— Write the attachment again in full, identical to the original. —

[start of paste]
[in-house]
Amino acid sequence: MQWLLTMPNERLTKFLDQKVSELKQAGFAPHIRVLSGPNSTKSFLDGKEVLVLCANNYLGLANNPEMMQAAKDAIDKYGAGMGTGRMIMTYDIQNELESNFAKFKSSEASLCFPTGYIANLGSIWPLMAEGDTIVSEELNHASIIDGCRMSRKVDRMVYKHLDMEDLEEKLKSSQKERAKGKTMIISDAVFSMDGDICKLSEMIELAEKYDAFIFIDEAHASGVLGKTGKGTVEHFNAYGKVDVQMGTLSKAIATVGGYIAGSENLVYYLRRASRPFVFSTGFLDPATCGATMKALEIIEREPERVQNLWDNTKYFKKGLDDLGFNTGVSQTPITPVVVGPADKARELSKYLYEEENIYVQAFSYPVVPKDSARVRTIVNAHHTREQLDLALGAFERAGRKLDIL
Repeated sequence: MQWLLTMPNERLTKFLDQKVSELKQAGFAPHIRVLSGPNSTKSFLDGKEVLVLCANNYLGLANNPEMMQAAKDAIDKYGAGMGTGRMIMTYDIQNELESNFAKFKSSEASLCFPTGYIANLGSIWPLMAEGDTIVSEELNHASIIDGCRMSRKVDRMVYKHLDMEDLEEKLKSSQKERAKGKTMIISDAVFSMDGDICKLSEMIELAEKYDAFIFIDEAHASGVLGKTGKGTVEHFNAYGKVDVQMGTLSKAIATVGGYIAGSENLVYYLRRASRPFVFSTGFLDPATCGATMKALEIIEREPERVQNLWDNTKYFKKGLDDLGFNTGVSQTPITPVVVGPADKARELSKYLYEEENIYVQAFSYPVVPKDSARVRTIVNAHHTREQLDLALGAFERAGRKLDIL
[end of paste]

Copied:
[in-house]
Amino acid sequence: MQWLLTMPNERLTKFLDQKVSELKQAGFAPHIRVLSGPNSTKSFLDGKEVLVLCANNYLGLANNPEMMQAAKDAIDKYGAGMGTGRMIMTYDIQNELESNFAKFKSSEASLCFPTGYIANLGSIWPLMAEGDTIVSEELNHASIIDGCRMSRKVDRMVYKHLDMEDLEEKLKSSQKERAKGKTMIISDAVFSMDGDICKLSEMIELAEKYDAFIFIDEAHASGVLGKTGKGTVEHFNAYGKVDVQMGTLSKAIATVGGYIAGSENLVYYLRRASRPFVFSTGFLDPATCGATMKALEIIEREPERVQNLWDNTKYFKKGLDDLGFNTGVSQTPITPVVVGPADKARELSKYLYEEENIYVQAFSYPVVPKDSARVRTIVNAHHTREQLDLALGAFERAGRKLDIL
Repeated sequence: MQWLLTMPNERLTKFLDQKVSELKQAGFAPHIRVLSGPNSTKSFLDGKEVLVLCANNYLGLANNPEMMQAAKDAIDKYGAGMGTGRMIMTYDIQNELESNFAKFKSSEASLCFPTGYIANLGSIWPLMAEGDTIVSEELNHASIIDGCRMSRKVDRMVYKHLDMEDLEEKLKSSQKERAKGKTMIISDAVFSMDGDICKLSEMIELAEKYDAFIFIDEAHASGVLGKTGKGTVEHFNAYGKVDVQMGTLSKAIATVGGYIAGSENLVYYLRRASRPFVFSTGFLDPATCGATMKALEIIEREPERVQNLWDNTKYFKKGLDDLGFNTGVSQTPITPVVVGPADKARELSKYLYEEENIYVQAFSYPVVPKDSARVRTIVNAHHTREQLDLALGAFERAGRKLDIL